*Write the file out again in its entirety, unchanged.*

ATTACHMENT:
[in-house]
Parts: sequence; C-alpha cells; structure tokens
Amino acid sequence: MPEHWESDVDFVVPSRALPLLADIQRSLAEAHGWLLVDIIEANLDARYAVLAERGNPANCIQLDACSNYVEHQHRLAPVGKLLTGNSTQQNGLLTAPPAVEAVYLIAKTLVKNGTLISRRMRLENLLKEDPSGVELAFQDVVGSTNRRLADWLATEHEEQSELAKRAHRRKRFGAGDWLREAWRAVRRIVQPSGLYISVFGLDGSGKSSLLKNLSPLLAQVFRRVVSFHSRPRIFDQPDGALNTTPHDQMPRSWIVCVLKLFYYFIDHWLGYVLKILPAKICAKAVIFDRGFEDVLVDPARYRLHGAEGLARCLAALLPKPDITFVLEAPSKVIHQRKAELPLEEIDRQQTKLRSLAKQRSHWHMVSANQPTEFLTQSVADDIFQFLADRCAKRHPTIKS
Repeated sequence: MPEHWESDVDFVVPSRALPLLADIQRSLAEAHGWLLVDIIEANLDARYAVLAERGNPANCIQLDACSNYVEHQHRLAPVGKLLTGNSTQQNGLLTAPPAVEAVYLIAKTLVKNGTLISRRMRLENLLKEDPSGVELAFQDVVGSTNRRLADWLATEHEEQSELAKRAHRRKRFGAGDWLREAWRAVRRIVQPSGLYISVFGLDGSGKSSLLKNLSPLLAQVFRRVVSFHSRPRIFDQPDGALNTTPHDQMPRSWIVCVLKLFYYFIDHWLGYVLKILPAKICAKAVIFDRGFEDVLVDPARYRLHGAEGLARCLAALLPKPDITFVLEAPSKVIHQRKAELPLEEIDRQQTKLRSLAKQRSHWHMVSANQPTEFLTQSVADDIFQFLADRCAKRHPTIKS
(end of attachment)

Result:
[in-house]
Parts: sequence; C-alpha cells; structure tokens
Amino acid sequence: MPEHWESDVDFVVPSRALPLLADIQRSLAEAHGWLLVDIIEANLDARYAVLAERGNPANCIQLDACSNYVEHQHRLAPVGKLLTGNSTQQNGLLTAPPAVEAVYLIAKTLVKNGTLISRRMRLENLLKEDPSGVELAFQDVVGSTNRRLADWLATEHEEQSELAKRAHRRKRFGAGDWLREAWRAVRRIVQPSGLYISVFGLDGSGKSSLLKNLSPLLAQVFRRVVSFHSRPRIFDQPDGALNTTPHDQMPRSWIVCVLKLFYYFIDHWLGYVLKILPAKICAKAVIFDRGFEDVLVDPARYRLHGAEGLARCLAALLPKPDITFVLEAPSKVIHQRKAELPLEEIDRQQTKLRSLAKQRSHWHMVSANQPTEFLTQSVADDIFQFLADRCAKRHPTIKS
Repeated sequence: MPEHWESDVDFVVPSRALPLLADIQRSLAEAHGWLLVDIIEANLDARYAVLAERGNPANCIQLDACSNYVEHQHRLAPVGKLLTGNSTQQNGLLTAPPAVEAVYLIAKTLVKNGTLISRRMRLENLLKEDPSGVELAFQDVVGSTNRRLADWLATEHEEQSELAKRAHRRKRFGAGDWLREAWRAVRRIVQPSGLYISVFGLDGSGKSSLLKNLSPLLAQVFRRVVSFHSRPRIFDQPDGALNTTPHDQMPRSWIVCVLKLFYYFIDHWLGYVLKILPAKICAKAVIFDRGFEDVLVDPARYRLHGAEGLARCLAALLPKPDITFVLEAPSKVIHQRKAELPLEEIDRQQTKLRSLAKQRSHWHMVSANQPTEFLTQSVADDIFQFLADRCAKRHPTIKS